The news is out, and Tesla’s line of electric semis are about to hit the road. However, what signaled growth in the private car market is being approached with much more caution by truckers.
Tesla’s Electric Semis
Tesla’s electric semis are are supposed to as efficient, if note more so, than traditional Class 8 vehicles. The electric semis are boasting a range of about 500 miles when fully loaded and traveling at highway speeds. Of course, being able to reduce a carbon footprint, as well as the reliance on petroleum, which is only slated to rise in price, has spurred some major corporations to purchase electric semis. Wal-Mart and J.B. Hunt, for example, have already purchased fleets from Tesla, and plan to have their new trucks on the road by 2019.
What About Truckers?
Truckers are still a bit anxious about making the switch to electric semis. Questions still loom about how the new trucks will actually performs on the road. No one has seen what happens to an electric truck outside of controlled conditions. No one understands the maintenance and repair processes, which have become standard and familiar with regular diesel tricks. What’s more, no one has laid out plans for charging stations and repair shops, nor have they mentioned where they will be located. Durability is also a big question. Tesla trucks boast a battery life of around seven years. Most regular trucks have a longer lifespan before they need to be traded in, and if the functionality of an electric semi is centered around the battery, then making a switch now may not be a cost effective decision.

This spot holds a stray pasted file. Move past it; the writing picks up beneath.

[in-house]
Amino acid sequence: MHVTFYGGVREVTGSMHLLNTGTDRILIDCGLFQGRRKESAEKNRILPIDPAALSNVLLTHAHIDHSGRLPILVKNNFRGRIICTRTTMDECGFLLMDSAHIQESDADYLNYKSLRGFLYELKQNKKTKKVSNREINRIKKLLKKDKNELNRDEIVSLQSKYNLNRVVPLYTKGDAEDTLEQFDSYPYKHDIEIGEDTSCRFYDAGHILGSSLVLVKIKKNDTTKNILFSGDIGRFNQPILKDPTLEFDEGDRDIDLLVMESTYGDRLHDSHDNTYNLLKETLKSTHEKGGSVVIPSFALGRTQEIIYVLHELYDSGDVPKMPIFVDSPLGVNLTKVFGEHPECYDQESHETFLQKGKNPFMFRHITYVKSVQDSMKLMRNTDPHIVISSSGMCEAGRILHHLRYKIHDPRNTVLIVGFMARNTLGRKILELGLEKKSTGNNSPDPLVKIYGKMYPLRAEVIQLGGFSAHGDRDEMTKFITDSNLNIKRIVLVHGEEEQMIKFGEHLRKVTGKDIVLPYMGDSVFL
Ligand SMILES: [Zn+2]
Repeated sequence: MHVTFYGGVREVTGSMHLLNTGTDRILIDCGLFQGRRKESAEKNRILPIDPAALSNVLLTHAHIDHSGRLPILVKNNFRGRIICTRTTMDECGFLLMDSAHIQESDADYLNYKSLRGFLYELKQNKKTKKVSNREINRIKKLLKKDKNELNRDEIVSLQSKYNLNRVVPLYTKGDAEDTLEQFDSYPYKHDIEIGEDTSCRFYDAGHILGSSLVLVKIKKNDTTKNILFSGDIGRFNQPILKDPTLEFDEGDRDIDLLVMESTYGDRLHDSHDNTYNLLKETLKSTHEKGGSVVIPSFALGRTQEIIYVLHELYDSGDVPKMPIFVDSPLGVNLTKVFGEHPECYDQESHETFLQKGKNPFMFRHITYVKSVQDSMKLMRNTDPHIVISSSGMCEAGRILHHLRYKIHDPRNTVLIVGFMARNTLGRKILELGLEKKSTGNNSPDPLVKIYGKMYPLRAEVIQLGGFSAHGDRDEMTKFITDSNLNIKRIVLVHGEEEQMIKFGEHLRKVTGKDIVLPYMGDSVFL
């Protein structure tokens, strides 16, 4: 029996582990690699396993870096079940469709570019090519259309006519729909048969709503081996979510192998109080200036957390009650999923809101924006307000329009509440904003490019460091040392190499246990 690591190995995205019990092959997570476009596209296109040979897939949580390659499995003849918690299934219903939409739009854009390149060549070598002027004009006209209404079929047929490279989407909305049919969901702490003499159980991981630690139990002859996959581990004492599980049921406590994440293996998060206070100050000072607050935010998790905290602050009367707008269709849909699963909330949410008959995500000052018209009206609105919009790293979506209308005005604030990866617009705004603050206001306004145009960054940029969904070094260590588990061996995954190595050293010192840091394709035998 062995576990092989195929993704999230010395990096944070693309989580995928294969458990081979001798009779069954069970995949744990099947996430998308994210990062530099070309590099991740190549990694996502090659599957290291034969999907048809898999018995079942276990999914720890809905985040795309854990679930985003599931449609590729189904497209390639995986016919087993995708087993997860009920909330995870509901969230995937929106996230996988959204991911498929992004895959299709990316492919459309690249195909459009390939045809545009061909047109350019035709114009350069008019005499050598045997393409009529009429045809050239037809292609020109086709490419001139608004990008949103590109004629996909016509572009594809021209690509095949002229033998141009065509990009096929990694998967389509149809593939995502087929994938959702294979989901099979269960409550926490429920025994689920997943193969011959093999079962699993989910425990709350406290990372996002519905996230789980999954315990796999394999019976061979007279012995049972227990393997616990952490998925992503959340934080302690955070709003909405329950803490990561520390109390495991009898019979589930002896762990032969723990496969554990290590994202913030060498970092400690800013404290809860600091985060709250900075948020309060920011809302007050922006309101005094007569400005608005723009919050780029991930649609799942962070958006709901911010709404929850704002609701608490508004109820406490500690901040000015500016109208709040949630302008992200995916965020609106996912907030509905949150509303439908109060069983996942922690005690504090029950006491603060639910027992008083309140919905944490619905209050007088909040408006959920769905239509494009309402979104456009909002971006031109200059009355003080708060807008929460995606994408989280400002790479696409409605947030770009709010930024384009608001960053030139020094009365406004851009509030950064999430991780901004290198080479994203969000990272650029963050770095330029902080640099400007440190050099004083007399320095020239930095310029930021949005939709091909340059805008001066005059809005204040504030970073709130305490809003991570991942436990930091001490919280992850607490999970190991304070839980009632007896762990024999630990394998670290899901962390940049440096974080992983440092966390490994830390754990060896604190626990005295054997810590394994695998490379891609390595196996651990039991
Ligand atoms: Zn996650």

With heavy hitters like Wal-Mart making the first move to adopt electric semis, this could signal a big change for large carriers. As more companies convert to electric trucks, the cost of the vehicles will drop. Additionally, the technology will not stagnate. Tesla’s competitors will will want to carve out their own share of the market, and that means lowering the cost while improving the lifespan of the battery.
What Happens Now?
Electric vehicle are nothing new, and for the trucking industry, they were an inevitability. However, to get smaller companies and owners operators on board, two things need to happen. First, everyone needs to see how Tesla’s trucks perform for multiple trips, for at least a year, to see if and how maintenance needs to be performed. Second, manufacturers need to figure out a way to lower the cost while improving the lifespan of electric semis.